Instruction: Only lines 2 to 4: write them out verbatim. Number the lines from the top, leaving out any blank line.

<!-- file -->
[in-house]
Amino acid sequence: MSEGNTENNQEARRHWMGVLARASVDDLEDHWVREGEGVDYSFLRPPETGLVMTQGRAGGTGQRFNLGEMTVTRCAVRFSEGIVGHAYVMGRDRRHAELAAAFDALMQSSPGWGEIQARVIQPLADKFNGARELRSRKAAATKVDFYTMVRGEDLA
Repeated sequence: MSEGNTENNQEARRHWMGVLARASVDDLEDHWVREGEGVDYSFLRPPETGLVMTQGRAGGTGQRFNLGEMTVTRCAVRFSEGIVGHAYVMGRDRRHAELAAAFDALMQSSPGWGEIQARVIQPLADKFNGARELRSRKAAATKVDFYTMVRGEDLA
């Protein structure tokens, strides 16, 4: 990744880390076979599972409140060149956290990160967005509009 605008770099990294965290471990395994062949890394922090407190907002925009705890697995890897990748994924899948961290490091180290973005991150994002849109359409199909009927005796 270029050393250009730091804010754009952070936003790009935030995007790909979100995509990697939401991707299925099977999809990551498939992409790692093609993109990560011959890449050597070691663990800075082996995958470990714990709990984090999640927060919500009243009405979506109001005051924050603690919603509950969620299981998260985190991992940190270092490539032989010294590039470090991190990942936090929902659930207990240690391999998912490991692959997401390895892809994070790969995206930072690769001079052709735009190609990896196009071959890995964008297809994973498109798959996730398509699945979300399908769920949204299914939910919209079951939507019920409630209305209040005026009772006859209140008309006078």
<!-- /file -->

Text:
Amino acid sequence: MSEGNTENNQEARRHWMGVLARASVDDLEDHWVREGEGVDYSFLRPPETGLVMTQGRAGGTGQRFNLGEMTVTRCAVRFSEGIVGHAYVMGRDRRHAELAAAFDALMQSSPGWGEIQARVIQPLADKFNGARELRSRKAAATKVDFYTMVRGEDLA
Repeated sequence: MSEGNTENNQEARRHWMGVLARASVDDLEDHWVREGEGVDYSFLRPPETGLVMTQGRAGGTGQRFNLGEMTVTRCAVRFSEGIVGHAYVMGRDRRHAELAAAFDALMQSSPGWGEIQARVIQPLADKFNGARELRSRKAAATKVDFYTMVRGEDLA
């Protein structure tokens, strides 16, 4: 990744880390076979599972409140060149956290990160967005509009 605008770099990294965290471990395994062949890394922090407190907002925009705890697995890897990748994924899948961290490091180290973005991150994002849109359409199909009927005796 270029050393250009730091804010754009952070936003790009935030995007790909979100995509990697939401991707299925099977999809990551498939992409790692093609993109990560011959890449050597070691663990800075082996995958470990714990709990984090999640927060919500009243009405979506109001005051924050603690919603509950969620299981998260985190991992940190270092490539032989010294590039470090991190990942936090929902659930207990240690391999998912490991692959997401390895892809994070790969995206930072690769001079052709735009190609990896196009071959890995964008297809994973498109798959996730398509699945979300399908769920949204299914939910919209079951939507019920409630209305209040005026009772006859209140008309006078």